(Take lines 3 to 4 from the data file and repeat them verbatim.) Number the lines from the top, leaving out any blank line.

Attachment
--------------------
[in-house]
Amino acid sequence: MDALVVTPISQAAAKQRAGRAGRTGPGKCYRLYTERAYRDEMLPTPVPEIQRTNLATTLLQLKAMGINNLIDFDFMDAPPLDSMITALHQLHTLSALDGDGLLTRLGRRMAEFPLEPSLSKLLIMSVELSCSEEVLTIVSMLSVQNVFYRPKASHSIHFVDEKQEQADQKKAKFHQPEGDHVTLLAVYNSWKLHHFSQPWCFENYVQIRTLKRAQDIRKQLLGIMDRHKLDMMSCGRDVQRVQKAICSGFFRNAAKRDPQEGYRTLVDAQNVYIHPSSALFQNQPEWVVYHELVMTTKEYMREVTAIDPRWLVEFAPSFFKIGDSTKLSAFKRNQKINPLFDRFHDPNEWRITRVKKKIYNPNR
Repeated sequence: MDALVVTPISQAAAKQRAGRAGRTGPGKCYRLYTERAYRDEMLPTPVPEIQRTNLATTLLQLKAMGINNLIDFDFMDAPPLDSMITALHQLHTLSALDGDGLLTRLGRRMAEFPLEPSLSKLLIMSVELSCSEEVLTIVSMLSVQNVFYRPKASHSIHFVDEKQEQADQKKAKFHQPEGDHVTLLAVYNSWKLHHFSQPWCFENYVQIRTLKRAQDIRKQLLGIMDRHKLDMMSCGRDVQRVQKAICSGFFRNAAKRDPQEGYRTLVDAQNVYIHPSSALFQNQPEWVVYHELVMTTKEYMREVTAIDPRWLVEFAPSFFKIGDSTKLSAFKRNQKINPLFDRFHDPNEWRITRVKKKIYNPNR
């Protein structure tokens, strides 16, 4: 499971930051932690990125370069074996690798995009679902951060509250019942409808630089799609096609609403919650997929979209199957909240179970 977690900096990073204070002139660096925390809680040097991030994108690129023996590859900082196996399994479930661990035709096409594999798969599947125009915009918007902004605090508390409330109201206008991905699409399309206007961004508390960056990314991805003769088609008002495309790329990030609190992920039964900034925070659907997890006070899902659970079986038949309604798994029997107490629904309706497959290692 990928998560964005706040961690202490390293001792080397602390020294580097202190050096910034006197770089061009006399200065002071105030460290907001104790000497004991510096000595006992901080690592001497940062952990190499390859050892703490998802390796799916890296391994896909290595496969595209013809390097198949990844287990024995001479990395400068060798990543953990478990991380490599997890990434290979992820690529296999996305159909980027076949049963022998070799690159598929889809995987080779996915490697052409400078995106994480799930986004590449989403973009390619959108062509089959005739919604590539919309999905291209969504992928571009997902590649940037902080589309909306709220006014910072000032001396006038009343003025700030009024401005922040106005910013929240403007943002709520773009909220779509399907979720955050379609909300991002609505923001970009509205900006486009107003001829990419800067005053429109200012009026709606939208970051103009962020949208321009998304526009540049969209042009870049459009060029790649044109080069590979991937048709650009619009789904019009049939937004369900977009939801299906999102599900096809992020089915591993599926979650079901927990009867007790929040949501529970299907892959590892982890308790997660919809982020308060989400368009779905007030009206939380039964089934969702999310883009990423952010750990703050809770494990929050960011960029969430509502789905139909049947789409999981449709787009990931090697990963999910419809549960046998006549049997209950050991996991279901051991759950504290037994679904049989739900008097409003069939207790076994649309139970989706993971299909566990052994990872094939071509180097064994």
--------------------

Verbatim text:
Repeated sequence: MDALVVTPISQAAAKQRAGRAGRTGPGKCYRLYTERAYRDEMLPTPVPEIQRTNLATTLLQLKAMGINNLIDFDFMDAPPLDSMITALHQLHTLSALDGDGLLTRLGRRMAEFPLEPSLSKLLIMSVELSCSEEVLTIVSMLSVQNVFYRPKASHSIHFVDEKQEQADQKKAKFHQPEGDHVTLLAVYNSWKLHHFSQPWCFENYVQIRTLKRAQDIRKQLLGIMDRHKLDMMSCGRDVQRVQKAICSGFFRNAAKRDPQEGYRTLVDAQNVYIHPSSALFQNQPEWVVYHELVMTTKEYMREVTAIDPRWLVEFAPSFFKIGDSTKLSAFKRNQKINPLFDRFHDPNEWRITRVKKKIYNPNR
């Protein structure tokens, strides 16, 4: 499971930051932690990125370069074996690798995009679902951060509250019942409808630089799609096609609403919650997929979209199957909240179970 977690900096990073204070002139660096925390809680040097991030994108690129023996590859900082196996399994479930661990035709096409594999798969599947125009915009918007902004605090508390409330109201206008991905699409399309206007961004508390960056990314991805003769088609008002495309790329990030609190992920039964900034925070659907997890006070899902659970079986038949309604798994029997107490629904309706497959290692 990928998560964005706040961690202490390293001792080397602390020294580097202190050096910034006197770089061009006399200065002071105030460290907001104790000497004991510096000595006992901080690592001497940062952990190499390859050892703490998802390796799916890296391994896909290595496969595209013809390097198949990844287990024995001479990395400068060798990543953990478990991380490599997890990434290979992820690529296999996305159909980027076949049963022998070799690159598929889809995987080779996915490697052409400078995106994480799930986004590449989403973009390619959108062509089959005739919604590539919309999905291209969504992928571009997902590649940037902080589309909306709220006014910072000032001396006038009343003025700030009024401005922040106005910013929240403007943002709520773009909220779509399907979720955050379609909300991002609505923001970009509205900006486009107003001829990419800067005053429109200012009026709606939208970051103009962020949208321009998304526009540049969209042009870049459009060029790649044109080069590979991937048709650009619009789904019009049939937004369900977009939801299906999102599900096809992020089915591993599926979650079901927990009867007790929040949501529970299907892959590892982890308790997660919809982020308060989400368009779905007030009206939380039964089934969702999310883009990423952010750990703050809770494990929050960011960029969430509502789905139909049947789409999981449709787009990931090697990963999910419809549960046998006549049997209950050991996991279901051991759950504290037994679904049989739900008097409003069939207790076994649309139970989706993971299909566990052994990872094939071509180097064994």